Maryland’s Montgomery County Council passed the nation’s first county-level carbon tax on Wednesday thanks in part to a little heckling from a group of rowdy Tea Party protesters.
It would be hard to dream up a more delightful twist to cap off a campaign that was about as dramatic as they come in the world of county politics. Desperate to prevent what they rightly saw as a precedent that could unleash an avalanche of similar laws across the country, the Mirant Corporation — owners of the big coal plant that was facing the $15 million tax — spared no expense in their efforts to kill the bill. They ran an all-out astroturf campaign that was about as dirty as the energy they produce — outrageously mischaracterizing the bill as anti-environmental, and setting up a website that is known to have generated at least one fraudulent email.
Local climate activists with the Chesapeake Climate Action Network and other groups responded with a salvo of real, unpurchased and unmanufactured grassroots emails, petitions, and phone calls to the councilmembers, but right up to the key council subcommittee vote on Tuesday, there was a serious concern that Mirant’s underhanded tactics might win the day.
That concern nearly turned to panic when we arrived at the bill hearing on Tuesday to find the room packed with a mob of global-warming-denying Mirant employees and Tea Party activists the polluters had trotted out in hopes of delivering the knockout punch.
They outnumbered us five to one, and they wasted no time turning the hearing into scene reminiscent of August’s infamous healthcare town-hall meetings — with members of the audience booing and heckling the councilmembers and those testifying in favor of the bill, including Chesapeake Climate Action Network director Mike Tidwell. It was a circus of ignorance and incivility like nothing I’d ever experienced, and presiding over it all were the Mirant executives whose testimony echoed the boldfaced disrespect of their cheering section, mocking councilmember Roger Berliner’s bill as “anti-environmental” and “more sound bite than sound policy.”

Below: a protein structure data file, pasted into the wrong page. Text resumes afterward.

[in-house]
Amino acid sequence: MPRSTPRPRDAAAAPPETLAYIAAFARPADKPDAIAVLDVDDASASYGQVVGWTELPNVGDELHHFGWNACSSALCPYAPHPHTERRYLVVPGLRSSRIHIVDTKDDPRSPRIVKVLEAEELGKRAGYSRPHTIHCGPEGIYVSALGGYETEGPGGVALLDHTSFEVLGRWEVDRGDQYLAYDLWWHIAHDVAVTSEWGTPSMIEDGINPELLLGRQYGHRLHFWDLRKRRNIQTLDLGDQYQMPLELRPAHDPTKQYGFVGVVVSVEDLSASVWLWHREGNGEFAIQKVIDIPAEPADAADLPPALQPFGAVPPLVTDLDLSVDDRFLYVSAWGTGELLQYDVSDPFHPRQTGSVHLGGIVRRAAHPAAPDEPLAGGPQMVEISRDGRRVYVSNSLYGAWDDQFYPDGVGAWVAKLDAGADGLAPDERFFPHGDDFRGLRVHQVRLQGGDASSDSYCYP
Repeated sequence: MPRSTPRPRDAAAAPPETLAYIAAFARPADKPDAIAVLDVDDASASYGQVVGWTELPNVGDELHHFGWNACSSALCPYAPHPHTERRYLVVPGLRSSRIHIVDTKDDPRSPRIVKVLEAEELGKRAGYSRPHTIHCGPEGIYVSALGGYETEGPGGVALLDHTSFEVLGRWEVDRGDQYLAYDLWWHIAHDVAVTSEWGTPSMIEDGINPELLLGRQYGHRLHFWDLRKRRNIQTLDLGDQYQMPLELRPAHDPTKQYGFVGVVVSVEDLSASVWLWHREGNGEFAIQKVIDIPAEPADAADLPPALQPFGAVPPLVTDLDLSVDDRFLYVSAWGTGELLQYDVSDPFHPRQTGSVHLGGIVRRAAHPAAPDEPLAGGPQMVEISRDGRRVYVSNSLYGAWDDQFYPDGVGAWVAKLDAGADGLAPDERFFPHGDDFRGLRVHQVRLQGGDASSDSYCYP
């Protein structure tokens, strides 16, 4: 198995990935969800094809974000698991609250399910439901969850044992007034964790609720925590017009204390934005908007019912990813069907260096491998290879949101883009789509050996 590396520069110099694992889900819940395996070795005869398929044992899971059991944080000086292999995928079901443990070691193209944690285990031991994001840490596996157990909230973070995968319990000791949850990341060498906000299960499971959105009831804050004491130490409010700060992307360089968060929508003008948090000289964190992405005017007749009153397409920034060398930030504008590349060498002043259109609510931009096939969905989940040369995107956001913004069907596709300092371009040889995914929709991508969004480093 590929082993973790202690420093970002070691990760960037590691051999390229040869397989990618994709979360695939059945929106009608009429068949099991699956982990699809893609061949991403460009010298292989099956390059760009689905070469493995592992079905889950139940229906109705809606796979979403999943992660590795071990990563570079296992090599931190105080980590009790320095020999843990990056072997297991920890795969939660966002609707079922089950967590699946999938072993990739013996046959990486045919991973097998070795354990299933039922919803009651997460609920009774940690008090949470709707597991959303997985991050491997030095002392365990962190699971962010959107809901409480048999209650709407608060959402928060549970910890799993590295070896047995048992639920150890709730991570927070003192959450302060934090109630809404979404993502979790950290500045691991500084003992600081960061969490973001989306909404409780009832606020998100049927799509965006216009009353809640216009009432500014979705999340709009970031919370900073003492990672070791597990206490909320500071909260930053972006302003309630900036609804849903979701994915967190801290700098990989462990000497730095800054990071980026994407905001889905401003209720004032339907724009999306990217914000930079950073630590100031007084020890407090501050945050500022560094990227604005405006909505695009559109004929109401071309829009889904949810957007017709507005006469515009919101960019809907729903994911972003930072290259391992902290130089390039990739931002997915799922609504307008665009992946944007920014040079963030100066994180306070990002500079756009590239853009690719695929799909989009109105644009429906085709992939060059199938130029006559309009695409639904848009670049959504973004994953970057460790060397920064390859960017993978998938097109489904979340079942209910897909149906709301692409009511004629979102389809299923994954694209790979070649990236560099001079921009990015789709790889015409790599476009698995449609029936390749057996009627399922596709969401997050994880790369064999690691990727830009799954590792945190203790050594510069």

Fortunately, the councilmembers found the spectacle that Mirant put on as disgusting as we did, and following a verbal smackdown from councilmembers Berliner and George Leventhal, councilmember Duchy Trachtenberg let Mirant and the Tea Party protesters know just how badly their uncivil tactics had backfired: “I’m afraid your testimony and your presence here today have had the opposite effect of what you intended,” she told them just before asking to be added as a co-sponsor of the bill. Her decision put the vote count over the top, and soon thereafter the committee voted unanimously in favor of the bill. The bill passed the entire county council the next day in an 8-1 vote.
The only thing better than watching a big energy baddy like Mirant go down in flames is watching them get taken down thanks in part to a colossal backfire of teabagger fury. Against the ugly backdrop of the Mirant campaign, the honest, civilized tactics of Montgomery county climate activists — those hundreds of real grassroots phonecalls, emails, and petitions — stood out in even sharper relief and rightfully won the day.
It was a real vindication. Thanks for the boost Tea Partiers. Keep it up.
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